The process of writing a book begins with a great idea.
Look for a story that hasn’t been told before, or for the way to tell a known story in a brand new way. If you spend any time perusing a book store, you can easily get the impression that there are no more new ideas to be had. All the words have been written, and there is nothing new under the sun to be said.
You make them vegetarian, sparkly and breathlessly in love with a human. Throw in a few werewolves for good effect, write stories that move fast and breath in suspense, and before you know it you have the most preposterous best seller in history. Cult fan fiction!
There are definitely new stories to be written.
If your idea falls into the nonfiction category, you must start by researching what others have written on your topic. How has this issue been addressed in the past? What angle will you come at with your topic? You must have a working knowledge of what’s been written on your subject before you begin.
Once your story idea is finalized, and researched, the time has come to write the outline. We’ve talked about that already.
So now you have your story, your outline, and the most basic of research done – what is your next step? This, again, depends on your topic. If your writing requires extra research, it’s really best to lay out how much time you want to spend researching, and to get as much done in that time as possible. But beware! If you don’t give yourself some sort of timeline, you can easily get bogged down in the research. Look at your calendar and set a time when you will begin writing, whether your research is finished or not.
And then, when the day to begin writing comes around, the thing to do is…write.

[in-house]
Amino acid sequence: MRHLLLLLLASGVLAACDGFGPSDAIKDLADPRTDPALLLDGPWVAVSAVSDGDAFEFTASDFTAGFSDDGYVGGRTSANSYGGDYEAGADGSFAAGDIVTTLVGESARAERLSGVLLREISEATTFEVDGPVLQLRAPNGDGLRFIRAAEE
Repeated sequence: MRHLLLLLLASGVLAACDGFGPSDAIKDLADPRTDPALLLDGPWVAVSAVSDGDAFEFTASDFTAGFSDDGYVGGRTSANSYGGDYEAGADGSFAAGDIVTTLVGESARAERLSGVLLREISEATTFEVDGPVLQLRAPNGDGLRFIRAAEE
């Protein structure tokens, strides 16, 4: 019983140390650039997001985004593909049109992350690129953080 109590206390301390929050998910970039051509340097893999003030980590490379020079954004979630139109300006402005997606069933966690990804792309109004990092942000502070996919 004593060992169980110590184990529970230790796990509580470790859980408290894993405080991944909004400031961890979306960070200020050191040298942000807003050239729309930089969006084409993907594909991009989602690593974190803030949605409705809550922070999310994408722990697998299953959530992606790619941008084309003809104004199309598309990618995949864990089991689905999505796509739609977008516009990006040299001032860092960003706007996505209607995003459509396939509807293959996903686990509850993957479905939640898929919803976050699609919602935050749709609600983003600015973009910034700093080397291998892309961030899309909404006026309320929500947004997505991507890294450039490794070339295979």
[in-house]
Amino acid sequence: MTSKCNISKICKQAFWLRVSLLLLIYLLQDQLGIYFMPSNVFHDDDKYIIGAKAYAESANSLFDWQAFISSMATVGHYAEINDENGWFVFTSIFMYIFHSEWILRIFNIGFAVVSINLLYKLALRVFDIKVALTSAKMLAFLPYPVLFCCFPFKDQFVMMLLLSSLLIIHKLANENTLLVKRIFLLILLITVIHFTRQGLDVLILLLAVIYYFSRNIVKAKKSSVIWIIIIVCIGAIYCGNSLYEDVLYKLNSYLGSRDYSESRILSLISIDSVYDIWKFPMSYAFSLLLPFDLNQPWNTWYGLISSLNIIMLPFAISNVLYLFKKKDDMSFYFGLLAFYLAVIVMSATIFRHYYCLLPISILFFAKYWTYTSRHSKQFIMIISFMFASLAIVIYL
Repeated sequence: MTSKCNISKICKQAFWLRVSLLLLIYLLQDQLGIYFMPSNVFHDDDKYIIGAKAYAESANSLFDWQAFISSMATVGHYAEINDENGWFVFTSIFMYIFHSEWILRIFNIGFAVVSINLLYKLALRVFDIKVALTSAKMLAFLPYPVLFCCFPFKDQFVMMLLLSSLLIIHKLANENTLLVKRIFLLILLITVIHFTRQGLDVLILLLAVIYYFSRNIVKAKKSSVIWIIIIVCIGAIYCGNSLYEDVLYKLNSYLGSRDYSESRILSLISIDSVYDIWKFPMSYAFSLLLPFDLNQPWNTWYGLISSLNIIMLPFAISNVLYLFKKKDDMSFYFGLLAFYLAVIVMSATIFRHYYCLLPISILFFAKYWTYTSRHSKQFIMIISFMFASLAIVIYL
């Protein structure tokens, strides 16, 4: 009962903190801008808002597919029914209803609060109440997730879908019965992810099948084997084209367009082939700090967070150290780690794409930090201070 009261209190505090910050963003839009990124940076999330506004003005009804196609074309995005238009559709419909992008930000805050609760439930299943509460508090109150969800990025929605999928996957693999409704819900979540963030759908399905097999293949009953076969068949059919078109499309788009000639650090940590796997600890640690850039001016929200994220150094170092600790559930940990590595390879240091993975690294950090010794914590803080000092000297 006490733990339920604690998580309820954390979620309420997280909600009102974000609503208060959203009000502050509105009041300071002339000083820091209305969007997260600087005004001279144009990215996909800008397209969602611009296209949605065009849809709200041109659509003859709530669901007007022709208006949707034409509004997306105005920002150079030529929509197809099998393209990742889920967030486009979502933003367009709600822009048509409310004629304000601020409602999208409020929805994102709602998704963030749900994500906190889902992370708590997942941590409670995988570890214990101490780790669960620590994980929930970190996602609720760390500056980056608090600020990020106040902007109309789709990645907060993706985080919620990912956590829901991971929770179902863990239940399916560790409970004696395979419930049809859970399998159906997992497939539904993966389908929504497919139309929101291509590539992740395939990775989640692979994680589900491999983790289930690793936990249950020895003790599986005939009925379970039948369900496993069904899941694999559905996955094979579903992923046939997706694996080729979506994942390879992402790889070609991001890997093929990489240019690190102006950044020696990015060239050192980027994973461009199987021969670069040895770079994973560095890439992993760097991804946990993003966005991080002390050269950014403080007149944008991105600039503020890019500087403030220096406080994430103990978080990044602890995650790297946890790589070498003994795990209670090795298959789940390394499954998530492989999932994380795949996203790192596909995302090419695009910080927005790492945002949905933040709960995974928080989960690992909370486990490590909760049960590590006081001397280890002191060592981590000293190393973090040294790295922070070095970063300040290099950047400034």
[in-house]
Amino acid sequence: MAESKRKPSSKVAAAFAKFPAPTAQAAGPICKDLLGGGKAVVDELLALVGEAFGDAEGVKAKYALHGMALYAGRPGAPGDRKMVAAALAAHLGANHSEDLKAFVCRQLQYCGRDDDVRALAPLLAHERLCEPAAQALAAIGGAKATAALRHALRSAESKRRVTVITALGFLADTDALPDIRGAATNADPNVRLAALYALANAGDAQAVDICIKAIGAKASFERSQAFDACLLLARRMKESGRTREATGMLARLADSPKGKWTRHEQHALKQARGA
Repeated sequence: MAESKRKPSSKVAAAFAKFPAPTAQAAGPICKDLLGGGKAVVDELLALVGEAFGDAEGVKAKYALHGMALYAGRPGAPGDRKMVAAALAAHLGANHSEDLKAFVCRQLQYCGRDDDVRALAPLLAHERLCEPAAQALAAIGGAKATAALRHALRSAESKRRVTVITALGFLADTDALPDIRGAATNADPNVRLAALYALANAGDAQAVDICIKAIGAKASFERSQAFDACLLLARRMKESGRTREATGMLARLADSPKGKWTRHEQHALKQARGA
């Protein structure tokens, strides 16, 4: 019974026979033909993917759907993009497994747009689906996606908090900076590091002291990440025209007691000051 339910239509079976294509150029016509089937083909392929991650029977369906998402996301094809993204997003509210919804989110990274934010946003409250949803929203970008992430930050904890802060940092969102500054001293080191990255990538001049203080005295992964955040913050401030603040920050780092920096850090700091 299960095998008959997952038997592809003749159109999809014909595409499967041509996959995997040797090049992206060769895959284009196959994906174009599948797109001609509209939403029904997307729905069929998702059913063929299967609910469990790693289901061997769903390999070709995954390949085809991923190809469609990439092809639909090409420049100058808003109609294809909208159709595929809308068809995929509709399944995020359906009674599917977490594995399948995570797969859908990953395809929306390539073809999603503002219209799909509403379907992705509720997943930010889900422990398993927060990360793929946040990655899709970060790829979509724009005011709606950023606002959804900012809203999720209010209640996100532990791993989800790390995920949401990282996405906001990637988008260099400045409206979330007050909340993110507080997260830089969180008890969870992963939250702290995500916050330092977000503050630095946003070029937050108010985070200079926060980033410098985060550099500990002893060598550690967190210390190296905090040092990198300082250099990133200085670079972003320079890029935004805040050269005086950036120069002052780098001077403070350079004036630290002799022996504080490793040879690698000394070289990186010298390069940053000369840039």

Sit down and write.
Tell your story. Hammer it out. Transfer the words from your head to paper.
When you write will depend upon you and your schedule. I am a morning writer…unless I write at night, at which point I am a reluctant nighttime writer. It may change for you, as well. Or perhaps you work better on a set schedule. It doesn’t matter when you write – as long as you do it!
I now have an important piece of advice to offer my fellow writers that I myself did not take well. This is a “do as I say, not as I do” bit of encouragement, learned from doing things the hard way.
Don’t take too long. It took me ten years to write my story – three years to write the most current draft. It seemed I would have moments of inspiration in which I’d write in great spurts, vomiting the story out in large sections. And after that the book would sit dormant for months until another wave of inspiration hit. Or a wave of time time. Or focus.
Yes, I had small children. Very small children, in fact. Life was busy and overwhelming and distracting, and I let it all become an excuse not to write. Don’t let life be an excuse, and don’t wait. The mark of a dedicated writer is one who writes when she doesn’t feel like it, even when life is overwhelming and uninspired.
- A few other points to take into consideration:
- Write hard until the story is finished, and try not to stop and edit along the way.
- Editing before you finish is a sure way to stretch a project out considerably.
- When writing fiction, don’t over research. The beauty of fiction is you get to make the story up. When you go back to edit, you can always fill in the gaps or fix the messy details.
- When writing nonfiction, do your research ahead of time and be organized. You’ll set yourself up for much less frustration!
The process of writing a book really boils down to this – Just write until you’re done.
And when you finally get to that glorious moment when you type in those two beautiful words, The End, you will feel a satisfaction and sense of accomplishment unlike any other in life. It’s a race, writing a book, and the finish line is oh so good.
Happy writing, my friends.
This is part of a 31 Day series on becoming an author. To read all the posts in this series, click here. To stay up to date on my daily posts through email subscription, enter your email address in the top left corner.